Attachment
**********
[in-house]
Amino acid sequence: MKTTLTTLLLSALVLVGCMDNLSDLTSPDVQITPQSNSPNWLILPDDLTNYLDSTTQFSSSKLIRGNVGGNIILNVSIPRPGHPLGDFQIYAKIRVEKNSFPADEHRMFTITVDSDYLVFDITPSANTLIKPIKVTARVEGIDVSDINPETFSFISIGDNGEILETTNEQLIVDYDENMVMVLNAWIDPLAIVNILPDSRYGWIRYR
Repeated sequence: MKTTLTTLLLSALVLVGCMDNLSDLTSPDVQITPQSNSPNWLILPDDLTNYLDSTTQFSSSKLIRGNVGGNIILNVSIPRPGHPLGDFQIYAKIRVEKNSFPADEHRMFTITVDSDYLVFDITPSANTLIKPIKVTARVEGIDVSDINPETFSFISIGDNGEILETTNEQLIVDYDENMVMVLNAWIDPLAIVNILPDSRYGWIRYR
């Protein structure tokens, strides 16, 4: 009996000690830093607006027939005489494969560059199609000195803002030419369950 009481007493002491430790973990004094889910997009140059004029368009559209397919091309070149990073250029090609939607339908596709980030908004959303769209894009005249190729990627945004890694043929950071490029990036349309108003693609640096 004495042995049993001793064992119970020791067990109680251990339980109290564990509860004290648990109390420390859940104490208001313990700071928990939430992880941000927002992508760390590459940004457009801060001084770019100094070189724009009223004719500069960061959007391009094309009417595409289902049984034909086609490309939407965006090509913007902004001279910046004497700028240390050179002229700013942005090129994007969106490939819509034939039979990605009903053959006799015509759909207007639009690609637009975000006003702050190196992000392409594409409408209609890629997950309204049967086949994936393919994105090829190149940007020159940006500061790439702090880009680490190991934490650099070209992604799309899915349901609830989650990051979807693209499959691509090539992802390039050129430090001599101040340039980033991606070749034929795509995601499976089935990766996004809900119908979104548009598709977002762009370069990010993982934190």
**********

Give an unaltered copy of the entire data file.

[in-house]
Amino acid sequence: MKTTLTTLLLSALVLVGCMDNLSDLTSPDVQITPQSNSPNWLILPDDLTNYLDSTTQFSSSKLIRGNVGGNIILNVSIPRPGHPLGDFQIYAKIRVEKNSFPADEHRMFTITVDSDYLVFDITPSANTLIKPIKVTARVEGIDVSDINPETFSFISIGDNGEILETTNEQLIVDYDENMVMVLNAWIDPLAIVNILPDSRYGWIRYR
Repeated sequence: MKTTLTTLLLSALVLVGCMDNLSDLTSPDVQITPQSNSPNWLILPDDLTNYLDSTTQFSSSKLIRGNVGGNIILNVSIPRPGHPLGDFQIYAKIRVEKNSFPADEHRMFTITVDSDYLVFDITPSANTLIKPIKVTARVEGIDVSDINPETFSFISIGDNGEILETTNEQLIVDYDENMVMVLNAWIDPLAIVNILPDSRYGWIRYR
């Protein structure tokens, strides 16, 4: 009996000690830093607006027939005489494969560059199609000195803002030419369950 009481007493002491430790973990004094889910997009140059004029368009559209397919091309070149990073250029090609939607339908596709980030908004959303769209894009005249190729990627945004890694043929950071490029990036349309108003693609640096 004495042995049993001793064992119970020791067990109680251990339980109290564990509860004290648990109390420390859940104490208001313990700071928990939430992880941000927002992508760390590459940004457009801060001084770019100094070189724009009223004719500069960061959007391009094309009417595409289902049984034909086609490309939407965006090509913007902004001279910046004497700028240390050179002229700013942005090129994007969106490939819509034939039979990605009903053959006799015509759909207007639009690609637009975000006003702050190196992000392409594409409408209609890629997950309204049967086949994936393919994105090829190149940007020159940006500061790439702090880009680490190991934490650099070209992604799309899915349901609830989650990051979807693209499959691509090539992802390039050129430090001599101040340039980033991606070749034929795509995601499976089935990766996004809900119908979104548009598709977002762009370069990010993982934190």